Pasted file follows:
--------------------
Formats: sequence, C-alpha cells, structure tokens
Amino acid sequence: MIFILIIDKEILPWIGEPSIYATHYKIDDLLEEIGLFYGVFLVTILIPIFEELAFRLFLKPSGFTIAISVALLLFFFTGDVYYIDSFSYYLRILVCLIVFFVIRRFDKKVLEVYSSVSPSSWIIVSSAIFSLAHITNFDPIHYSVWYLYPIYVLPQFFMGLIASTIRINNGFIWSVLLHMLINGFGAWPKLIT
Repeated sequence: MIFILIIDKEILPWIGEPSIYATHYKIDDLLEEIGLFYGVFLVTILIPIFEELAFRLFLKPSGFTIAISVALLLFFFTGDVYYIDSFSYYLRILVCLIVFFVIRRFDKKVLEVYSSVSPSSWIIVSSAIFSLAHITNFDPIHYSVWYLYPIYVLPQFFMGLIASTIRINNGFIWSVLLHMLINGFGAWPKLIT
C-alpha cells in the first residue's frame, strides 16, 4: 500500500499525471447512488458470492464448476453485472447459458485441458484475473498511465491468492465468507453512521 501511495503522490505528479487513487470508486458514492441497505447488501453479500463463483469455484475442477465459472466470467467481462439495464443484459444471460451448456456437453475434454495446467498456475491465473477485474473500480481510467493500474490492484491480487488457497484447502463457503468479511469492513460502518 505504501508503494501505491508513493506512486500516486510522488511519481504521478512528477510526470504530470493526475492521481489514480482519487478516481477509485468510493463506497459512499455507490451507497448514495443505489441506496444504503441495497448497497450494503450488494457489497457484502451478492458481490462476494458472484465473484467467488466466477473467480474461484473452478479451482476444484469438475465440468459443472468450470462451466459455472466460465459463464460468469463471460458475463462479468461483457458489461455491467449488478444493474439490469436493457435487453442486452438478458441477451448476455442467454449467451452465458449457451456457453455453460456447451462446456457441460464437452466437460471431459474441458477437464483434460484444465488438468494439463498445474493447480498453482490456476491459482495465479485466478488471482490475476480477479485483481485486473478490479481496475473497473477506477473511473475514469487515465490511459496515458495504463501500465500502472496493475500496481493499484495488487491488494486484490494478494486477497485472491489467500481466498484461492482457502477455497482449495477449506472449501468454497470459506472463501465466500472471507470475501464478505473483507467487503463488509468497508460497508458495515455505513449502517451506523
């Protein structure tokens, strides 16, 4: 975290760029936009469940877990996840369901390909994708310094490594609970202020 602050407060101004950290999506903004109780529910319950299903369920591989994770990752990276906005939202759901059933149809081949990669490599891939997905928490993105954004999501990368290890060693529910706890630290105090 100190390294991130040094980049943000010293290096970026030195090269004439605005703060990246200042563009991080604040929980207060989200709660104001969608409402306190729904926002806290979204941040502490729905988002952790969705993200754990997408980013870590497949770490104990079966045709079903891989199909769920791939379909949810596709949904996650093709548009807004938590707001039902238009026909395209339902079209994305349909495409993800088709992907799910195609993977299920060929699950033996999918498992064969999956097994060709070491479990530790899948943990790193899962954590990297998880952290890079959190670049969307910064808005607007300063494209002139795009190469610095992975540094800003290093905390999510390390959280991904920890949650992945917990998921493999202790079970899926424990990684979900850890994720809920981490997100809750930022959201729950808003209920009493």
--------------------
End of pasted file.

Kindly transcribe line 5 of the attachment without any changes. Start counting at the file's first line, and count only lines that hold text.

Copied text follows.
């Protein structure tokens, strides 16, 4: 975290760029936009469940877990996840369901390909994708310094490594609970202020 602050407060101004950290999506903004109780529910319950299903369920591989994770990752990276906005939202759901059933149809081949990669490599891939997905928490993105954004999501990368290890060693529910706890630290105090 100190390294991130040094980049943000010293290096970026030195090269004439605005703060990246200042563009991080604040929980207060989200709660104001969608409402306190729904926002806290979204941040502490729905988002952790969705993200754990997408980013870590497949770490104990079966045709079903891989199909769920791939379909949810596709949904996650093709548009807004938590707001039902238009026909395209339902079209994305349909495409993800088709992907799910195609993977299920060929699950033996999918498992064969999956097994060709070491479990530790899948943990790193899962954590990297998880952290890079959190670049969307910064808005607007300063494209002139795009190469610095992975540094800003290093905390999510390390959280991904920890949650992945917990998921493999202790079970899926424990990684979900850890994720809920981490997100809750930022959201729950808003209920009493």